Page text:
Could killer-nanites be a cure more dangerous that the disease?
Let me start by saying that I am not a scientist and have superficial, popular science and book knowledge of matters of biotechnology. My latest reading was Neo.Life:25 Visions for the Future of Our Species a collection of 25 essays on how humanity now has the tools and knowledge (the knowledge increases with research) to control the evolution of humans and other life forms, even correcting “design errors” (as if there were a designer or sloppy divine engineer) such as cancer, genetic illnesses, ageing and limited life spans.
Neo.Life is full of interesting visions and speculation, including that we could send a programmable single cell synthetic life organism at near light speed to “colonize” a planet in a distant star system by evolving more sophisticated life forms once it gets there. That was one of the more far-out ideas in the book, along with a kind of guide to what choices one gets with genetically modified embryos — pick one for the kind of kid you want. A tad creepy?
Anyway, this is not a full review of the essay collection, compiled and edited by Jane Metcalfe, who happens to be the partner of my college classmate and co-founder (with Jane) of WIRED, Louis Rossetto, and her co-editor Brian Bergstein. The book is now sold on the neo.life website and perhaps elsewhere. That’s .life as a domain, there are other neo life sites that are something else, one, if not several, a peddler of various nostrums. Jane’s site and book is based on science — weird science, perhaps, but science.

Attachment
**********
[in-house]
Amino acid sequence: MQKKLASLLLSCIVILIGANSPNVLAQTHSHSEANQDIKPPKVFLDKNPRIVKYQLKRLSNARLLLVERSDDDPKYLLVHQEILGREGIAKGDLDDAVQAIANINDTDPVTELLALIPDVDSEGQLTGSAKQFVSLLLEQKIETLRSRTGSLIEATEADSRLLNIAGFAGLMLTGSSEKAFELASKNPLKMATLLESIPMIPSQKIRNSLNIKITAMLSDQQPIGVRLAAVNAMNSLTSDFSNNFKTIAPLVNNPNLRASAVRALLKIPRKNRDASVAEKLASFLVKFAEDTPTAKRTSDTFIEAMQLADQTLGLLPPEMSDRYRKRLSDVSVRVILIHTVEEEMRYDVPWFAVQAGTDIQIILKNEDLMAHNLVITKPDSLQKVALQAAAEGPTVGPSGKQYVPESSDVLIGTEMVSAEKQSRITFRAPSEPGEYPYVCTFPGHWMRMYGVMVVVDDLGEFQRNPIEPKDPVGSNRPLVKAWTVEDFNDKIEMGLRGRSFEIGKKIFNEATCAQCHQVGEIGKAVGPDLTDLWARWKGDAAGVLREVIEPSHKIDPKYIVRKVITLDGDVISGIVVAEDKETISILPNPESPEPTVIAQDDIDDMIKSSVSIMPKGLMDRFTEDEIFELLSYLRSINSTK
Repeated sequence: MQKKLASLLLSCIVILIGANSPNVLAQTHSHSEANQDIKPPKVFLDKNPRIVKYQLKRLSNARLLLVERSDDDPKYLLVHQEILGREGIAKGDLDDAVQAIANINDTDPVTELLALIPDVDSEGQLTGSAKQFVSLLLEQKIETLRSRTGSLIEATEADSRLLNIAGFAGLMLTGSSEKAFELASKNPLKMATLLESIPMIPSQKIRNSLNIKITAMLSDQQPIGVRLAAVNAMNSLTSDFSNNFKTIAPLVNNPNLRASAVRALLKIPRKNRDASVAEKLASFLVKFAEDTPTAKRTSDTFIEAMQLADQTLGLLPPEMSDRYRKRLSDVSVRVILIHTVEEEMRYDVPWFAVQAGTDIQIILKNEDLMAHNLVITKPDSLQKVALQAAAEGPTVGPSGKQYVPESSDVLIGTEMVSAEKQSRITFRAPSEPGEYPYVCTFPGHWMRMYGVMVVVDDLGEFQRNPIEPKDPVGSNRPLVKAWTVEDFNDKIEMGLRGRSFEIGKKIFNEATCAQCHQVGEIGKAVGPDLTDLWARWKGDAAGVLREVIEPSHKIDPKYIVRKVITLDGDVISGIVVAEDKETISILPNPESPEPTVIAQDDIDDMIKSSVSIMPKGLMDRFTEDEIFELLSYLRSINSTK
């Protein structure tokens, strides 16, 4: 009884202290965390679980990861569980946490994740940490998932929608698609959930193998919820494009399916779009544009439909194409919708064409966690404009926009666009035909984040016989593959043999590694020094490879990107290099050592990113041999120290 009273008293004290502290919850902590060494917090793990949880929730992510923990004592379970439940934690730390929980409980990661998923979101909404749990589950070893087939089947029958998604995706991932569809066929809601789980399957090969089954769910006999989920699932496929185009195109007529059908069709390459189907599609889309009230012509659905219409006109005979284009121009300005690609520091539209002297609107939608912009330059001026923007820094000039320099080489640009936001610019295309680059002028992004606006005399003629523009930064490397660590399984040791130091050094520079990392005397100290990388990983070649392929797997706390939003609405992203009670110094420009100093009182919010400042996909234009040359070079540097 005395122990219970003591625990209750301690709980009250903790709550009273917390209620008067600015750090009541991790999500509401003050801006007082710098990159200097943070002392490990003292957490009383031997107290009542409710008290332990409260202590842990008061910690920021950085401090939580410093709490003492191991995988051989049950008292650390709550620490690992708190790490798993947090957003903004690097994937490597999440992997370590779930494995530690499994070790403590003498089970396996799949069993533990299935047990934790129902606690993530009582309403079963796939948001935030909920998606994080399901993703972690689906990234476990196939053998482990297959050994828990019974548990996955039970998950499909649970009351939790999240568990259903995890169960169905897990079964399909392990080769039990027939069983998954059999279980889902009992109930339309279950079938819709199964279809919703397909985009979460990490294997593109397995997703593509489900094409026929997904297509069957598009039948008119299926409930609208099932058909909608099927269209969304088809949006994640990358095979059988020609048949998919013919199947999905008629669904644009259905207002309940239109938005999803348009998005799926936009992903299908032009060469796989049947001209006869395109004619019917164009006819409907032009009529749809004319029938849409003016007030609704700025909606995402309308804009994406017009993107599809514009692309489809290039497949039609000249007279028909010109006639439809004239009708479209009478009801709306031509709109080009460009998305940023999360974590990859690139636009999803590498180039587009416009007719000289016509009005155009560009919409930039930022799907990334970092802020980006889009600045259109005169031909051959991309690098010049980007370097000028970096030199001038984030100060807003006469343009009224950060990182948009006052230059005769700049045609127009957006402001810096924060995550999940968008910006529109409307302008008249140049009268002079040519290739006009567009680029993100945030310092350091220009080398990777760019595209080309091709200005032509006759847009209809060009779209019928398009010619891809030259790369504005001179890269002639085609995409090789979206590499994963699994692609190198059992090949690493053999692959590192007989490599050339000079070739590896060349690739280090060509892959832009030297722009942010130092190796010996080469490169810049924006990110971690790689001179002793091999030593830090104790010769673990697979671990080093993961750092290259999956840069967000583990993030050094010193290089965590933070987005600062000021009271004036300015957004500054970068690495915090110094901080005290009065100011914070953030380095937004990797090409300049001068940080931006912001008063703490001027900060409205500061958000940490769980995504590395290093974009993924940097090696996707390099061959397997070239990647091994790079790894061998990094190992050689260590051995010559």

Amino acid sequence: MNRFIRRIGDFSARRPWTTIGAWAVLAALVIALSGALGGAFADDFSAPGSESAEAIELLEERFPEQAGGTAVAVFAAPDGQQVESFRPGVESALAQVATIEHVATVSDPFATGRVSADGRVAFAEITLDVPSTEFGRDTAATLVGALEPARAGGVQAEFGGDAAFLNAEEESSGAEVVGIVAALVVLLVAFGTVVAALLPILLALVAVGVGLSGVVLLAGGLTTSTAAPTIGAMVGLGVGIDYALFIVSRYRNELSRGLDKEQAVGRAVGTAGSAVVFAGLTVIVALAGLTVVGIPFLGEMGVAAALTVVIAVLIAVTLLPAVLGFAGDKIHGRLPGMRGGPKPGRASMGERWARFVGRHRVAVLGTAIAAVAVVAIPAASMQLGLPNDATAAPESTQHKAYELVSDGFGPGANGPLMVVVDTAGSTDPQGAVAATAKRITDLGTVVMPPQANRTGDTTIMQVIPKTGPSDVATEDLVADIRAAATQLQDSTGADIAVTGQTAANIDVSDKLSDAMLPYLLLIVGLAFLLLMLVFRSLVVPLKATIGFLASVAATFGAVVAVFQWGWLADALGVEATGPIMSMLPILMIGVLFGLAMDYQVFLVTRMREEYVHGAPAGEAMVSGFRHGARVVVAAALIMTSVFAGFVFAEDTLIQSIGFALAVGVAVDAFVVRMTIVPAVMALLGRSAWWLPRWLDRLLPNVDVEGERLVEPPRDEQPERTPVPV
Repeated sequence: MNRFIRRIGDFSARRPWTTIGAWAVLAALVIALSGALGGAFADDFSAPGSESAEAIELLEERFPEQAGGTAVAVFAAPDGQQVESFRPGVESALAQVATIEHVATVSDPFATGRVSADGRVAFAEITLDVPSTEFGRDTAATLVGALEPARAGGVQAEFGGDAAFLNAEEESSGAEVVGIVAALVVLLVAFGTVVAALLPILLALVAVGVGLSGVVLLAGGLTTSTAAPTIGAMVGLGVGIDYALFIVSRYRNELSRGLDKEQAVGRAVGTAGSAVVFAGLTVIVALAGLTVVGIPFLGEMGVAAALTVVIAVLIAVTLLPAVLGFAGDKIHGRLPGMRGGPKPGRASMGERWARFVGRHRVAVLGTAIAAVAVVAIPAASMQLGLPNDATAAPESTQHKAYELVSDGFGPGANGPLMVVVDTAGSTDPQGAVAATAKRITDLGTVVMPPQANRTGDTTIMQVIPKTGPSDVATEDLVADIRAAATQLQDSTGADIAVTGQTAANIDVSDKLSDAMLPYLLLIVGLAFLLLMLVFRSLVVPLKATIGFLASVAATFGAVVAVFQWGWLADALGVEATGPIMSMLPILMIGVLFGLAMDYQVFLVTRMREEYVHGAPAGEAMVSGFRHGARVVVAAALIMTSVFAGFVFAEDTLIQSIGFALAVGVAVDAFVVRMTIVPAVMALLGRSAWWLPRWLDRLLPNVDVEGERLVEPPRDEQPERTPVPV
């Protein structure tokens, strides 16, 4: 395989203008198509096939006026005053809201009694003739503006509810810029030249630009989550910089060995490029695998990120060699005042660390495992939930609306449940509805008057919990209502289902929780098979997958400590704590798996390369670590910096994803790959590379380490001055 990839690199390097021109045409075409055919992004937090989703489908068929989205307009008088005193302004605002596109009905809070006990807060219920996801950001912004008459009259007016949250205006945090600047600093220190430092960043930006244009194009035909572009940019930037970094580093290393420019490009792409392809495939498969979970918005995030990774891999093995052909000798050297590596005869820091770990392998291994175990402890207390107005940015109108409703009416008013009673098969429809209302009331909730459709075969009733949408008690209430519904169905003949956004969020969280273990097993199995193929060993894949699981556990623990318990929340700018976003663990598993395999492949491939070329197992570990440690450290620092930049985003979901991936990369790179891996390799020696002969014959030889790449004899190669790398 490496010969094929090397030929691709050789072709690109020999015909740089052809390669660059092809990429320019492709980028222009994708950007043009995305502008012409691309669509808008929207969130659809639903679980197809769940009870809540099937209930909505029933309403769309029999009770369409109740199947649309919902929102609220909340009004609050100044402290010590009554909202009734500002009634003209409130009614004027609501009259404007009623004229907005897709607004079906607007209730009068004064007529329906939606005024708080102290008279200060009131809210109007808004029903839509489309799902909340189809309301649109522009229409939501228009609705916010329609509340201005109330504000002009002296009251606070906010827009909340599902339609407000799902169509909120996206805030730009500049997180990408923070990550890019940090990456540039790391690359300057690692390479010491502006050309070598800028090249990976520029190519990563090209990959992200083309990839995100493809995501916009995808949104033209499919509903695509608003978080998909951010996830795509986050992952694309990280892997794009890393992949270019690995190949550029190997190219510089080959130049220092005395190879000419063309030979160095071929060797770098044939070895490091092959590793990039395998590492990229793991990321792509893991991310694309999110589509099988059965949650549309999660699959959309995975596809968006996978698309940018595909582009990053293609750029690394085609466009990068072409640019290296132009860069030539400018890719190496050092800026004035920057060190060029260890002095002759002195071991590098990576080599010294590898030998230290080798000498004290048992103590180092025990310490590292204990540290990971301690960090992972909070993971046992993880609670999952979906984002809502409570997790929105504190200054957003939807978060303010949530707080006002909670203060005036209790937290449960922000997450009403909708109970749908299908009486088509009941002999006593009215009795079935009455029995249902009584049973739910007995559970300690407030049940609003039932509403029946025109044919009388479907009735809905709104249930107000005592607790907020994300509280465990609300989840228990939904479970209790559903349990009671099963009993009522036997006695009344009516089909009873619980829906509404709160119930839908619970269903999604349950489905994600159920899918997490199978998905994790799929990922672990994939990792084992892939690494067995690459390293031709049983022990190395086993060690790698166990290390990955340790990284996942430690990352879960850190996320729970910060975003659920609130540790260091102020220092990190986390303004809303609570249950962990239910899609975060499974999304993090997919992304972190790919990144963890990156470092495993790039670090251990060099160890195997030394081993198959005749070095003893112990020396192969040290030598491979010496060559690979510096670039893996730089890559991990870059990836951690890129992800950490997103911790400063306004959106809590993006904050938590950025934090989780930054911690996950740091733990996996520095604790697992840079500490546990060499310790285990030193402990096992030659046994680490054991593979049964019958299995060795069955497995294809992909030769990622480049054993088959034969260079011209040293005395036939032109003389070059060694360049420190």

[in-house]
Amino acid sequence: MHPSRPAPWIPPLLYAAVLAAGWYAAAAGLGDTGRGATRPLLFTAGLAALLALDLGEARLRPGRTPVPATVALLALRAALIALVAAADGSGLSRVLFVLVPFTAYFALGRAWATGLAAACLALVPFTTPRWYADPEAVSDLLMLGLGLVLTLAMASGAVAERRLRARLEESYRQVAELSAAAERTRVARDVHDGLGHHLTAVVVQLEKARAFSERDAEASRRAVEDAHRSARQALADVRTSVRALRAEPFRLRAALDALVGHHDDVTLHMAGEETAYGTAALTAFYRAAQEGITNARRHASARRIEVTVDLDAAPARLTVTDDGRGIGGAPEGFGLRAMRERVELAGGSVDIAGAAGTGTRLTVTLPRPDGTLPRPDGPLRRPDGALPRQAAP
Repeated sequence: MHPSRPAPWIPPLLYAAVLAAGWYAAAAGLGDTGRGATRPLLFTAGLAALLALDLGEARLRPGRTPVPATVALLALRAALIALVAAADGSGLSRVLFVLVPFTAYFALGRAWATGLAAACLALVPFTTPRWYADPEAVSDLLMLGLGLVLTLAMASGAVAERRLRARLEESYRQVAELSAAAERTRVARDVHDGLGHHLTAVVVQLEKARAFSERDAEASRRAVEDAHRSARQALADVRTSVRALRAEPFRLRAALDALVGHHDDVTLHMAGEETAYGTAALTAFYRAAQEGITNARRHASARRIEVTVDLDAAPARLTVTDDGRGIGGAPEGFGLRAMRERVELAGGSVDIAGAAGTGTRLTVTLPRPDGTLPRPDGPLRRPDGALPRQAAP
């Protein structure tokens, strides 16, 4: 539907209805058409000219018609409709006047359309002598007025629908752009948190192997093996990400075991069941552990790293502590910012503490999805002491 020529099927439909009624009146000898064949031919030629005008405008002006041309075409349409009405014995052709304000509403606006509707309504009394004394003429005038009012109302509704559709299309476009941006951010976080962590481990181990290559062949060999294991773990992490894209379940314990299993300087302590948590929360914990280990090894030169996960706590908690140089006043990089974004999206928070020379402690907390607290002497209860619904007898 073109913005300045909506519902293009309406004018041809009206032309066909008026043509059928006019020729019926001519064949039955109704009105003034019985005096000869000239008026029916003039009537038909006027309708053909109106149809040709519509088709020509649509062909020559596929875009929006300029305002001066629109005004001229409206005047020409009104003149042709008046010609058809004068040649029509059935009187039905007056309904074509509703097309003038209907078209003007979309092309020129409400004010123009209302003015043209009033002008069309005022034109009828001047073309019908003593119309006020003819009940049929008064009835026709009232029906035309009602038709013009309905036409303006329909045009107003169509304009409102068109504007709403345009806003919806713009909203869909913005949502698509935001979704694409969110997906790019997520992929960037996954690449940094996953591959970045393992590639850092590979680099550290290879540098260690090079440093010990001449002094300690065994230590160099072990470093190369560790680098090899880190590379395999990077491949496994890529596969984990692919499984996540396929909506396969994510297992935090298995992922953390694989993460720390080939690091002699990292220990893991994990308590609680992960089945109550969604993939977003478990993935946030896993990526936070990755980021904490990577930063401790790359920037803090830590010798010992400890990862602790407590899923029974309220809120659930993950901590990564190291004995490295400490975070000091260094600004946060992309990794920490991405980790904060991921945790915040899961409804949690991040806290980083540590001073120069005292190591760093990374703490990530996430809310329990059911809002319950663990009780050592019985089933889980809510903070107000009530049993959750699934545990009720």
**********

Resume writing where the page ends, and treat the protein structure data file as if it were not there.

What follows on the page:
Kill them all?
The reality as I write is that the world economy and daily life have been shut down out of concern, if not outright fear of what a kind of quasi-life — the Covid-19 virus, is doing and could do to us. Somewhat inspired by the visions of Metcalfe and Bergstein’s book, I wonder if it would be possible to use the all the biotech tools and computational tools we have to exterminate all viruses linked to human illness on a planetary scale.
What would this take? One way to do it would be to design hunter-killer nano-organisms (nanites?) designed to locate and destroy specific virus strains or disease-linked viruses in general. The nanites could be turned loose in nature, perhaps with a kill-switch against unintended consequences. They should be more nanomachines than “organisms” to prevent any virus strain from…